Presentation Title

Utilizing Embryonic Stem Cells to Discover a Direct Correlation Between the PGC7 gene and X-chromosome Inactivation

Faculty Mentor

Xiaochun Yu, Ph.D.

Start Date

17-11-2018 12:30 PM

End Date

17-11-2018 2:30 PM

Location

HARBESON 36

Session

POSTER 2

Type of Presentation

Poster

Subject Area

health_nutrition_clinical_science

Abstract

Utilizing Embryonic Stem Cells to Discover a Direct Correlation Between the PGC7 gene and X-chromosome Inactivation

Abstract:

One of the copies of the X chromosome present in female mammals is inactivated during early embryonic development. X-chromosome inactivation is an essential process in early female embryonic development. As nearly all female mammals have two X chromosomes, X-inactivation prevents them from having twice as many X chromosome gene products as males, who only possess a single copy of the X chromosome. When one of the X-chromosomes does not inactivate during this stage, the developing embryo immediately dies, due to a 'dosage' imbalance of genes. If the X-chromosome is slightly or incorrectly inactivated, the female will survive, but will live with a variety of diseases, such as Rett syndrome, Duchenne's muscular dystrophy, and hemophilia B. It has been established that DNA methylation correlates directly with X-chromosome inactivation. PGC7 (also known as Stella or DPPA3) is an important maternal factor for protecting DNA methylation. PGC7 is a gene that is mainly expressed in the germ cells. It is still unknown if the PGC7 gene plays a role during the process of X-chromosome inactivation. Thus, in this study, embryonic stem cells (ES) were isolated from the PGC7 mutant mice. Then genotyping was performed to determine the PGC7 mutation in these cell lines. ES4 was identified as the PGC7-/-(knockout) cell line, meaning that the PGC7 gene was not present. Differentiation was then induced in ES4. After differentiation, Xist RNA FISH was performed in the ES4 cells to detect the X chromosome inactivation. Compared to the PGC7+/- female ES cells (ES1) which contained PGC7, the PGC7 deficient female ES cells show a significant loss of X-inactivation.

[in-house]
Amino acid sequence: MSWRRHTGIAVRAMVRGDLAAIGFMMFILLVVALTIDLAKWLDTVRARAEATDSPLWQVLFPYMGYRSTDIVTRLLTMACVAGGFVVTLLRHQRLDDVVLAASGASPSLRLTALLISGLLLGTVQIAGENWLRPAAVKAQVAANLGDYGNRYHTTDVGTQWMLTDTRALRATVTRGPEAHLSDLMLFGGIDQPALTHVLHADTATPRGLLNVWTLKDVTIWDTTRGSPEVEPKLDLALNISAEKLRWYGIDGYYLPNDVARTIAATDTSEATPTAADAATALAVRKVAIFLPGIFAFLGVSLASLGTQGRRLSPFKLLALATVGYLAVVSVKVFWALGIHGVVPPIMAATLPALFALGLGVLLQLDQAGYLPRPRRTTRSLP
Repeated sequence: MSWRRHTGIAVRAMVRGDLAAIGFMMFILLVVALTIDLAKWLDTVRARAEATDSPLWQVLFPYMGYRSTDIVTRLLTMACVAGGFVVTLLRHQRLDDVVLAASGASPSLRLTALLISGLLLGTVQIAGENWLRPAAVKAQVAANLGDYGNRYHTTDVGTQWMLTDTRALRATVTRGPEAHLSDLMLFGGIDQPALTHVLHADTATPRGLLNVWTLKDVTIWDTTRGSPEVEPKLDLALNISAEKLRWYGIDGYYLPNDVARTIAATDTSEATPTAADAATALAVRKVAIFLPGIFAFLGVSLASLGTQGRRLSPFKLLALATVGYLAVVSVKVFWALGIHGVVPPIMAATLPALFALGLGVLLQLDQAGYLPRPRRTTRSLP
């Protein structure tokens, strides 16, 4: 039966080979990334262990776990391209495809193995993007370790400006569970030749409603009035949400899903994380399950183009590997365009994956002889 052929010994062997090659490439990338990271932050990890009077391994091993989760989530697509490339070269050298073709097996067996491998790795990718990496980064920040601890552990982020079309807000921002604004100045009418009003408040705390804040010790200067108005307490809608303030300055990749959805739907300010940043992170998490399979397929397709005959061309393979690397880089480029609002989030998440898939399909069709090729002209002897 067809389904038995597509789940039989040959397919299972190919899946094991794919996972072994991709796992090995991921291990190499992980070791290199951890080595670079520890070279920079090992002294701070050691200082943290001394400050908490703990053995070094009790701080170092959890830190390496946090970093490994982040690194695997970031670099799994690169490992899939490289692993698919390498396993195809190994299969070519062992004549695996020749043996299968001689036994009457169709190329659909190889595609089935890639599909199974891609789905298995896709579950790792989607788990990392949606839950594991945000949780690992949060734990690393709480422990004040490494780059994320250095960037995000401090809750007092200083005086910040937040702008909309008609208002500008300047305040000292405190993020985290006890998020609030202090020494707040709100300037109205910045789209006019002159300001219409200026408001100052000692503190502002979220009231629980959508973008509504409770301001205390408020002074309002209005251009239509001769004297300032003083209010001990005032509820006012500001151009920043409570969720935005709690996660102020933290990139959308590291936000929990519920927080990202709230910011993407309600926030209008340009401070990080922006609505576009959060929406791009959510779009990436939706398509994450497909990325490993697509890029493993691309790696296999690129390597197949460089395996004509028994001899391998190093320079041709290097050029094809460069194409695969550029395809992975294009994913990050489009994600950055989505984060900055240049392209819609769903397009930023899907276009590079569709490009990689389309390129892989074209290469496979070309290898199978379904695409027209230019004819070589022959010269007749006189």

References

"Embryonic Stem Cell Markers." Embryonic Stem Cell Markers. N.p., n.d. Web. 03 Aug. 2016.

Kang, Jinsuk, Sundeep Kalantry, and Anjana Rao. "PGC7, H3K9me2 and Tet3: Regulators of DNA Methylation in Zygotes." Cell Research. Nature Publishing Group, Jan. 2013. Web. 03 Aug. 2016.

Lee, J.T., and Lu, N. (1999). Targeted mutagenesis of Tsix leads to nonrandom X inactivation. Cell 99, 47–57.